Nurturing Your Organization’s Culture

By Steve Hayner

Research shows that no single force has greater impact on the character and quality (in essence, the culture) of an organization than the person who assumes the primary leadership role of that organization. Two popular witticisms pointedly illustrate this influence: “No stream rises higher than its source” and “Fish rot from the head first.”

This week, with excerpts from a new book available from Standard Publishing, we give every leader the chance to consider, “Do people in my spheres of influence blossom or wither—do they flourish or flounder? How am I creating a culture that nurtures relationships as much as it achieves tangible, measurable results?”

I asked a woman who had worked in several nonprofit organizations over the years: “What’s it like to work here?” “Oh, this is the best place I’ve ever worked!” she replied. “It’s actually fun to come to work. People work hard here, but they enjoy being together. They laugh a lot. Personally, I feel valued and listened to. And I love that we take time as a whole office to pray every day.”

That was quite a contrast from an employee in another organization who described his experience this way: “I don’t know how much longer I can work here. It’s not only the pressure, but I’m just feeling personally used up. It seems like there are a lot of hidden rules around here, and I feel scared a lot that I’m going to do something stupid that I didn’t even know about. I don’t like being yelled at.”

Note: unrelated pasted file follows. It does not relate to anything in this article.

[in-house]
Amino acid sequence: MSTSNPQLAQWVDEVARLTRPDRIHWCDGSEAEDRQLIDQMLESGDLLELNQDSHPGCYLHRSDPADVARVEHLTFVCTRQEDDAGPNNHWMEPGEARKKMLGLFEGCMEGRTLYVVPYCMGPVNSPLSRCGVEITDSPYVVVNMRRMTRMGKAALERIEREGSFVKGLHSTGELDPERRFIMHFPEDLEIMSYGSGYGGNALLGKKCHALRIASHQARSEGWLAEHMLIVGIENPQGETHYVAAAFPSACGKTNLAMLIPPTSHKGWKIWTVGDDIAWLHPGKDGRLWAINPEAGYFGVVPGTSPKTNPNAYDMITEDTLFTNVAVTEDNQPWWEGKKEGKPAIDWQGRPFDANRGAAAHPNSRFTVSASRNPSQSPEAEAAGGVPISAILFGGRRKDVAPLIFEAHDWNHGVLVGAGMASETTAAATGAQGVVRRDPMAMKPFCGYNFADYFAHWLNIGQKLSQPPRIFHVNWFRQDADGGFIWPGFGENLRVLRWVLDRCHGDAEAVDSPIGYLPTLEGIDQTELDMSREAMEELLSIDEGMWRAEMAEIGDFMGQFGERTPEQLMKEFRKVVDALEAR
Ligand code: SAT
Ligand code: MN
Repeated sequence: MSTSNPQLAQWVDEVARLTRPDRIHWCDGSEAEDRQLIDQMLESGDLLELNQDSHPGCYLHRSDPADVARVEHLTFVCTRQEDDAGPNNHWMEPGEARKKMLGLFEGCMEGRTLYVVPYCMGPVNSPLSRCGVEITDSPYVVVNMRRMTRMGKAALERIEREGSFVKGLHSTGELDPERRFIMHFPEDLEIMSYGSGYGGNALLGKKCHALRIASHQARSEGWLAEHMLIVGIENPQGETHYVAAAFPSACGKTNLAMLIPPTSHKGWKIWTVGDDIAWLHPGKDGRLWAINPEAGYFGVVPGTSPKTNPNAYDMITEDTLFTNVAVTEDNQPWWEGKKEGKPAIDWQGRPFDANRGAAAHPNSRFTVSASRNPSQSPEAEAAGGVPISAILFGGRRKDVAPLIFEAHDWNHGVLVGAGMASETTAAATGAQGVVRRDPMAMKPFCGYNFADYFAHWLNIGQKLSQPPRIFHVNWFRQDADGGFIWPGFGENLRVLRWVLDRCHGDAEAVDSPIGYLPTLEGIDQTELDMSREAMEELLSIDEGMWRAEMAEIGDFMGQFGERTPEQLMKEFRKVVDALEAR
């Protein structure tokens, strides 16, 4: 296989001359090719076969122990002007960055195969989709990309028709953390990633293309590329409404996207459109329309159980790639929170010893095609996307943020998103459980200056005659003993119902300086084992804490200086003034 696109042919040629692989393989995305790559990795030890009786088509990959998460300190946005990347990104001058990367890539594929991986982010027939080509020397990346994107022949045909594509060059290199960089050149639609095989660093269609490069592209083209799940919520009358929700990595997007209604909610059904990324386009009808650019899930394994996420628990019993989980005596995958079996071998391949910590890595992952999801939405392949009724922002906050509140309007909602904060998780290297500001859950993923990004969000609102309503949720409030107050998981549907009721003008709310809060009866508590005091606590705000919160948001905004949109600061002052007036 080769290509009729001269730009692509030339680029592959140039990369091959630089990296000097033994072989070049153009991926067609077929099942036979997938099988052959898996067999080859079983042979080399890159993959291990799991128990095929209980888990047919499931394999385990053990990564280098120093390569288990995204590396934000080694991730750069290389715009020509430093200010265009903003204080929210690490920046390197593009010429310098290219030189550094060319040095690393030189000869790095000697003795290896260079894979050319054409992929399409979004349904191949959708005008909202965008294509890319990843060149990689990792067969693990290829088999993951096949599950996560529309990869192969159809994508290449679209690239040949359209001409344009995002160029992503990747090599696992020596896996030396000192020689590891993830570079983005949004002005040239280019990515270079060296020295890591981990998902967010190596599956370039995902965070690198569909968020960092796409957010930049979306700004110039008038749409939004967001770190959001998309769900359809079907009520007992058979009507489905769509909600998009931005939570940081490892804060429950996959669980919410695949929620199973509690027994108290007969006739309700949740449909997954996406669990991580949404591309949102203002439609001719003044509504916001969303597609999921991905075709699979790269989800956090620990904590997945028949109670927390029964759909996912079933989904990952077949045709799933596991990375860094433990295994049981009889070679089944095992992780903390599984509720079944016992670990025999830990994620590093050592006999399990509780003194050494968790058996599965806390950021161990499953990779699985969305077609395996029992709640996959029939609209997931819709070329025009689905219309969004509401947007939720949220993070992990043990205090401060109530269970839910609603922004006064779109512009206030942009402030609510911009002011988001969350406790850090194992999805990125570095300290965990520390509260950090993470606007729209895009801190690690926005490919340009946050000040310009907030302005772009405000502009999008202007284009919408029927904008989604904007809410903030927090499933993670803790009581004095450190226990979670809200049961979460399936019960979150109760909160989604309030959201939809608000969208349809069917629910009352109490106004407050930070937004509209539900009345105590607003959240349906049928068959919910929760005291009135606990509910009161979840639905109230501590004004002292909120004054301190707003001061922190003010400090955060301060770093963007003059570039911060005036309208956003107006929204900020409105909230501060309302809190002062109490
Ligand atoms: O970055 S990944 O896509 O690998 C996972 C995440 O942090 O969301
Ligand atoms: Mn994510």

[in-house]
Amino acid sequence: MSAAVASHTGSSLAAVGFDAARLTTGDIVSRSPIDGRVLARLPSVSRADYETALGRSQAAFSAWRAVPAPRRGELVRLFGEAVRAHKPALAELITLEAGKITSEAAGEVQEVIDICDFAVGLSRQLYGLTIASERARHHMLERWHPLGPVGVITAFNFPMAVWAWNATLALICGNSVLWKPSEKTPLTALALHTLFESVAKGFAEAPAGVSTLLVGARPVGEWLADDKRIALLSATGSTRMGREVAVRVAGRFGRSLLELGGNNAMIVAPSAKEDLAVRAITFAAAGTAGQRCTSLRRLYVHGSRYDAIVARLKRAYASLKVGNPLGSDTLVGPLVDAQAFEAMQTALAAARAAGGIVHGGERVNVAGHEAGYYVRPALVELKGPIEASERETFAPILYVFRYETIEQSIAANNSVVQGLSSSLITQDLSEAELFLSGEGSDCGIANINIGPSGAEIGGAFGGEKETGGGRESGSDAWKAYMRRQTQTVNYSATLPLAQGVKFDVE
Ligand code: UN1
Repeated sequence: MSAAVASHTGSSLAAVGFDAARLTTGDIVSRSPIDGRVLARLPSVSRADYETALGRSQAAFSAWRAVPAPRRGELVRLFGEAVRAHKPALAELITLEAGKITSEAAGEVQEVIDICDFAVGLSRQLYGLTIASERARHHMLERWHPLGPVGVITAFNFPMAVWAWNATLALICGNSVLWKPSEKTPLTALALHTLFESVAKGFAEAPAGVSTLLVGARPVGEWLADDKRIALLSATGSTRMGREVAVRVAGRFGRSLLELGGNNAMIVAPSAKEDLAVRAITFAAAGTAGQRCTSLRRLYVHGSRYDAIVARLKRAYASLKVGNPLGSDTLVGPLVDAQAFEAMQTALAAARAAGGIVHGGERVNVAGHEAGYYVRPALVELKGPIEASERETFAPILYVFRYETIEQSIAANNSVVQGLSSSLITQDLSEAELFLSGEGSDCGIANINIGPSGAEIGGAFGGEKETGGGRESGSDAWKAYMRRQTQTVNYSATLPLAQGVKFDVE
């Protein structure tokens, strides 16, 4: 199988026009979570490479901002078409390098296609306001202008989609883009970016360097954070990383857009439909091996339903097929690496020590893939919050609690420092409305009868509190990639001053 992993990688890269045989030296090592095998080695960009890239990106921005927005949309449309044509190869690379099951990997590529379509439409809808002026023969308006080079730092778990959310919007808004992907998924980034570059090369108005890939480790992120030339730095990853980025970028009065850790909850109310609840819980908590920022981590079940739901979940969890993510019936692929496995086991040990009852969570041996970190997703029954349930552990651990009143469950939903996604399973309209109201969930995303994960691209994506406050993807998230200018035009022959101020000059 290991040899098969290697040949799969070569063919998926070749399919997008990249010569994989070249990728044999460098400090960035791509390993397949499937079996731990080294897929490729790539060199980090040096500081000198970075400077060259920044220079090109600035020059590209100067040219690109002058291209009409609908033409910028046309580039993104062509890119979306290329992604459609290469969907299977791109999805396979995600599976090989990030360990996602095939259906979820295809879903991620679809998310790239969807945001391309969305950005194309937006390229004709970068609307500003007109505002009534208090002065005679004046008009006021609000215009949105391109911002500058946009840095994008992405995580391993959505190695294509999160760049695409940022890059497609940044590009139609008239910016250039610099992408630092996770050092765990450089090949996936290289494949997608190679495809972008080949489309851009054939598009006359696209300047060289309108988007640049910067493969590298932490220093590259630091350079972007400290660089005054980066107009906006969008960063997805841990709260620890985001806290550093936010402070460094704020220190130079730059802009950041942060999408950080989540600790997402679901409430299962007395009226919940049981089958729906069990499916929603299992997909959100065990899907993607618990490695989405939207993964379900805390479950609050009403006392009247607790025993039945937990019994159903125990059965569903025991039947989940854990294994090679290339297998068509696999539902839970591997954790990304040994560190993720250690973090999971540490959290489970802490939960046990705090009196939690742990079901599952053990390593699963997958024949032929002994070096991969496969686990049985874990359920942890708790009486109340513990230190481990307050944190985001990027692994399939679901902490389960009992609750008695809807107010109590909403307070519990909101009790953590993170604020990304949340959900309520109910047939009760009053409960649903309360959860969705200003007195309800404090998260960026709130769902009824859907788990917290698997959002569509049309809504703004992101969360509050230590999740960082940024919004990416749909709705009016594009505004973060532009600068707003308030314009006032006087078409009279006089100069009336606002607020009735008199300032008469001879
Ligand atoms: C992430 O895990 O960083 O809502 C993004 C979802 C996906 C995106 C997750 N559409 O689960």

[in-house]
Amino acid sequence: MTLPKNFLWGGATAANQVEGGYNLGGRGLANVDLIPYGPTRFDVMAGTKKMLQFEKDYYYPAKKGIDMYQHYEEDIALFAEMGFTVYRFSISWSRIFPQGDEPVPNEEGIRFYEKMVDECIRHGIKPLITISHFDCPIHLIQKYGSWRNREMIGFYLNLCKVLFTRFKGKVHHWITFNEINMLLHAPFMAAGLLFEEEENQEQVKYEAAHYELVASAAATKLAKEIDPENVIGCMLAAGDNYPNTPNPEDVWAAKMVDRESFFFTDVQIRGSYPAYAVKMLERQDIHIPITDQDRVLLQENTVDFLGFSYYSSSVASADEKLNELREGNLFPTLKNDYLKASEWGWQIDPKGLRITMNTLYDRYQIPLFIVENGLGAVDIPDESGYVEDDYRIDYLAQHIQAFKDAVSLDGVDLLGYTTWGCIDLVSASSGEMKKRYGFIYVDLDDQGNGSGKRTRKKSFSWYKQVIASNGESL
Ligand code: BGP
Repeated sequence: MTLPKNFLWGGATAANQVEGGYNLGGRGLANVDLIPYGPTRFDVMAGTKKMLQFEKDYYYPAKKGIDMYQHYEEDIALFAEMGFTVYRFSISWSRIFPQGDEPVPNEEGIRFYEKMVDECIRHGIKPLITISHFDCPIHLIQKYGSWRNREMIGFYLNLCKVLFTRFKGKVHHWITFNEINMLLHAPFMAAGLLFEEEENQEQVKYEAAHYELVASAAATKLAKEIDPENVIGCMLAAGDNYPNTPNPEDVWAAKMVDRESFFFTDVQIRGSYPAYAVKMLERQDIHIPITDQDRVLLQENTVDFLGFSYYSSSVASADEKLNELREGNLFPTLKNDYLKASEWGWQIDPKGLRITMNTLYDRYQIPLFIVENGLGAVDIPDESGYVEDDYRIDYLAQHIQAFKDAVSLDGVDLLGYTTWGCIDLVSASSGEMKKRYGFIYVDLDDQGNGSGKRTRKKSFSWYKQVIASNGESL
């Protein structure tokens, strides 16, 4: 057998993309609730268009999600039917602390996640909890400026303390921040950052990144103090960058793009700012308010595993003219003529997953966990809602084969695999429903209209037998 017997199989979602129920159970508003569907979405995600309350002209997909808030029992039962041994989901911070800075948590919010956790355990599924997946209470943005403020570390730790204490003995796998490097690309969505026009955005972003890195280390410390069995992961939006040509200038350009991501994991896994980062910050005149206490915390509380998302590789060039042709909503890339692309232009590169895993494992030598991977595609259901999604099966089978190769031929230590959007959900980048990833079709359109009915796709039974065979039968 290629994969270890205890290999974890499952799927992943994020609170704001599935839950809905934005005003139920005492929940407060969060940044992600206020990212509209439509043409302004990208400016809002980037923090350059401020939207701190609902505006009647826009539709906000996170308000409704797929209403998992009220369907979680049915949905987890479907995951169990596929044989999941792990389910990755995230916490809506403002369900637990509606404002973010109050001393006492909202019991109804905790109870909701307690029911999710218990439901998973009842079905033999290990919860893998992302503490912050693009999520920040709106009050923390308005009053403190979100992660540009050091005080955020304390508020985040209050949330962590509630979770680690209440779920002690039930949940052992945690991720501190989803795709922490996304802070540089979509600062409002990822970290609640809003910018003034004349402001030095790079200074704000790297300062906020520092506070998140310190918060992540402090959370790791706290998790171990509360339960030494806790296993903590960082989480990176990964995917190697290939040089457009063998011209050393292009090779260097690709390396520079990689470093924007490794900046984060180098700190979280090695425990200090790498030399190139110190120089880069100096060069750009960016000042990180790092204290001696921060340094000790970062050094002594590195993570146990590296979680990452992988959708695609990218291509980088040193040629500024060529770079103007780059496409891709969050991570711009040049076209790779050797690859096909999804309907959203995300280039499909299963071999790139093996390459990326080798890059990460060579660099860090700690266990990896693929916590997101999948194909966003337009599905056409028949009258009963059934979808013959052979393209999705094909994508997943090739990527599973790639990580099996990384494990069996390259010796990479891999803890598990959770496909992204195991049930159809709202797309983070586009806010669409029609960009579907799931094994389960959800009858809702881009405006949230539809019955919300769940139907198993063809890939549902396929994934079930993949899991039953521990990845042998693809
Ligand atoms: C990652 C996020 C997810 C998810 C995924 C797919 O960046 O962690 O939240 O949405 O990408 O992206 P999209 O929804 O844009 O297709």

These starkly contrasting descriptions describe very distinctive “cultures.” There are many different work cultures because there are so many variables in what comprises culture. Culture includes all the characteristics of a human environment:

• from what people wear to how they treat one another.

• from how people communicate to what is valued in the workplace.

• from how people view their work to what attitudes they display day by day.

• from how supervision is handled to whether people feel connected.


Three Truths About Organizational Culture

Every work environment has a culture. As a young leader, I did not pay much attention to the cultures around me. I just tried to fit in and do what I was supposed to do as well as I could wherever I was. However, over time I began to be aware that every organization—every family, every church, and every nonprofit or multinational corporation—has a culture. And I realized three very important truths about culture.

1. Culture matters—Culture matters . . . a lot, because culture is like soil. The nutrients and pollutants in that soil deeply affect whether the people who are a part of the organization can flourish and be effective in accomplishing their mission or whether they will be starved and stressed.

2. Leaders can change culture—While everyone in an organization contributes to the culture, leaders who are attentive can, over time, use their power to help the culture change and become more deeply nourishing to those who live or work in it. When I look back at the family I grew up in, I am able to describe many characteristics of that family culture. My family lived in a small, mostly farming community. My parents were both lawyers who worked very hard in their careers—hard work and competency were big values. Since political matters were important, so was the ability of each member of the family to learn to argue a point of view. Religion, which was more about right behavior than about faith in a personal God, was assumed. And there was an expectation that all of us were responsible to help the world be a better place. My parents, as leaders in the family, set the tone for these and so many other elements of the family culture that shaped me.